Healthcare

The world is waiting for a coronavirus vaccine. (Dado Ruvic/REUTERS/illustration photo)

Covid-19 vaccine: Who will win the race?

The race for a vaccine for Covid-19 has begun, with the US and China in the lead with clinical trials and testing. Oxford University visiting researcher Hayson Wang points out that countries will have to work together in order to develop an effective vaccine, rather than compete against one another.
Workers put up a mural on a Northwell Healthcare building featuring healthcare workers who are on the frontlines during the Covid-19 pandemic on 5 May 2020 in New Hyde Park, New York. (Al Bello/Getty Images/AFP)

America's tussle with WHO: Are UN specialised agencies 'toothless and useless'?

Zhang Yun reminds those bent on reforming UN specialised agencies such as the WHO of the genesis of such institutions. They were never meant to be supranational bodies overriding the authorities of sovereign states, but vehicles, hence “agencies”, that facilitate international cooperation. As politics is part and parcel of the running of any organisation, it can never be fully taken out of the equation. Rather, the question is how politics can be a positive means of achieving fruitful outcomes.
A woman holds a small bottle labeled with a "Vaccine COVID-19" sticker and a medical syringe in this illustration taken 10 April 2020. (Dado Ruvic/REUTERS)

Chinese, American and European vaccines — will we have the luxury of choice?

As the world races to find a vaccine for the coronavirus, politics has made it a strategic contest. But while everybody wants to be the first to develop a vaccine that works and put it out on the market, experts say that vaccines cannot be forced, and it is possible that one may not be found at all. Even if found, the vaccine has to be made available to everyone to ensure that the pandemic ends across the globe. Zaobao correspondent Yang Danxu speaks to scientists and experts to find out more.​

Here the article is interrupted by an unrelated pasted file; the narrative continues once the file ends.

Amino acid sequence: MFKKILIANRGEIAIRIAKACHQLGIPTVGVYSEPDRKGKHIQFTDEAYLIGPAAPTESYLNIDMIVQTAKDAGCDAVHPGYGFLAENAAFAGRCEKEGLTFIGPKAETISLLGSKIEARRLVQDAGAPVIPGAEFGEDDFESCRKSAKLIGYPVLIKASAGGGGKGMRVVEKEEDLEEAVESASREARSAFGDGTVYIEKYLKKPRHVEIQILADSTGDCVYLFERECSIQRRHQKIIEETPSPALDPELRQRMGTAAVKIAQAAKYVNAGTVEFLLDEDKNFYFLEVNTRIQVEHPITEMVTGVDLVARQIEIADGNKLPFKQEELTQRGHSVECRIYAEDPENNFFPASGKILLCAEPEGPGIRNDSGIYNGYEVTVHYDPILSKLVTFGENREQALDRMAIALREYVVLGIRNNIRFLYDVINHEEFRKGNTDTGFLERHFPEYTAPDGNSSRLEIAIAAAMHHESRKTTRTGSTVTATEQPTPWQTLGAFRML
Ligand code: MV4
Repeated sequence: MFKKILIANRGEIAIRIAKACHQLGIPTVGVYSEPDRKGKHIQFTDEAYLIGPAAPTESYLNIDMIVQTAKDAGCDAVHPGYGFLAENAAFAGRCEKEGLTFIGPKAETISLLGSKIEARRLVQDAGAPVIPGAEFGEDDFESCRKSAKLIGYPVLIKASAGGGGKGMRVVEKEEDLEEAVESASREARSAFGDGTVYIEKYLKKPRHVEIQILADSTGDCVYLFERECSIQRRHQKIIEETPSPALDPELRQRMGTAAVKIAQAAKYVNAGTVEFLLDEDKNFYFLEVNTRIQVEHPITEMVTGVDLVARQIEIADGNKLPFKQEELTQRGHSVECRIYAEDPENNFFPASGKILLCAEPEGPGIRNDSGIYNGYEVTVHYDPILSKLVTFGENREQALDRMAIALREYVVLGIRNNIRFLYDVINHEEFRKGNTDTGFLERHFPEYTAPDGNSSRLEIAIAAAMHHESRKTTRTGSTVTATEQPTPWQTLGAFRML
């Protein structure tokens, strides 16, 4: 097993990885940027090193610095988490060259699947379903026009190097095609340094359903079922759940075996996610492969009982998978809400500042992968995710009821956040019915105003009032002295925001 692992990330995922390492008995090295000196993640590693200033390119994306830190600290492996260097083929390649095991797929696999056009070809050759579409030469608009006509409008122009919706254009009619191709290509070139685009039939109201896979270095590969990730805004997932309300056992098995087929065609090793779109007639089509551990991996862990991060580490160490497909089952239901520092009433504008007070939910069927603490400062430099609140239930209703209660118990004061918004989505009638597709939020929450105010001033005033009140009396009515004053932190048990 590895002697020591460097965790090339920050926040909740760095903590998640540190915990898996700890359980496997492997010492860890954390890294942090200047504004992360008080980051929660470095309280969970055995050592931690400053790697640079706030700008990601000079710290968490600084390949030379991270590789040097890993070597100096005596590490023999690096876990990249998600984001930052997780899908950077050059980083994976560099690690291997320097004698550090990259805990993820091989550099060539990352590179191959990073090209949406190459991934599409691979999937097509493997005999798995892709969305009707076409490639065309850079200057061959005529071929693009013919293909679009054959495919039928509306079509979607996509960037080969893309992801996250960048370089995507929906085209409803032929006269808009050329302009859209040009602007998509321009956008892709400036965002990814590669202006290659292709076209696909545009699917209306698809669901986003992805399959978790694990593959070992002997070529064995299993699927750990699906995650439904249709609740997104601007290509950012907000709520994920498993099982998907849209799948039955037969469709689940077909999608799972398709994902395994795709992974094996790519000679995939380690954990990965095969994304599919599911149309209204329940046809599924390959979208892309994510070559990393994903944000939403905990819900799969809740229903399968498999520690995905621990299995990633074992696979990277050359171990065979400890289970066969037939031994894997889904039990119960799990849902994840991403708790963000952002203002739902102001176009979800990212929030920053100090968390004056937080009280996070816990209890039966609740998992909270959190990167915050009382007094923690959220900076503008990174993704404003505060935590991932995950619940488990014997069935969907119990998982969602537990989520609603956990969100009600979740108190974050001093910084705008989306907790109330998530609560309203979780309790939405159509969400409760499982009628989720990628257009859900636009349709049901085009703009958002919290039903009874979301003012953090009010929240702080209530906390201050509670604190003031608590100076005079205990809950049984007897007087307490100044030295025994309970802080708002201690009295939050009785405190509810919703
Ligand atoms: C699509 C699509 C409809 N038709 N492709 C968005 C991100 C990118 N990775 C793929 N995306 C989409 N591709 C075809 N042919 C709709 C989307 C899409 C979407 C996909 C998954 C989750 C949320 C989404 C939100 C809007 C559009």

A woman in Prague walks past a poster of the late Li Wenliang, a Chinese ophthalmologist who tried to raise the alarm about COVID-19 and later died from it, March 27, 2020. (David W Cerny/REUTERS)

Can a messed up world fight the pandemic together?

Did China make up the numbers? Did it waste precious time before getting information out to the world? Belgian writers Ng and Dirk answer these questions and opine that instead of knuckling down and fighting the pandemic together, everyone, from countries to regional blocs to international organisations, seems to have been shell-shocked into “safe-distancing” from each other. This means that the virus is not only attacking our health, economies and mental resilience, but the very international institutions that have been built up since the end of WWII. If a lot of that debilitation has to do with the China threat writ large, it is too high a price to pay. To reverse this dire trend, the world must look beyond finger-pointing and think long and hard about how it will go on once this storm passes.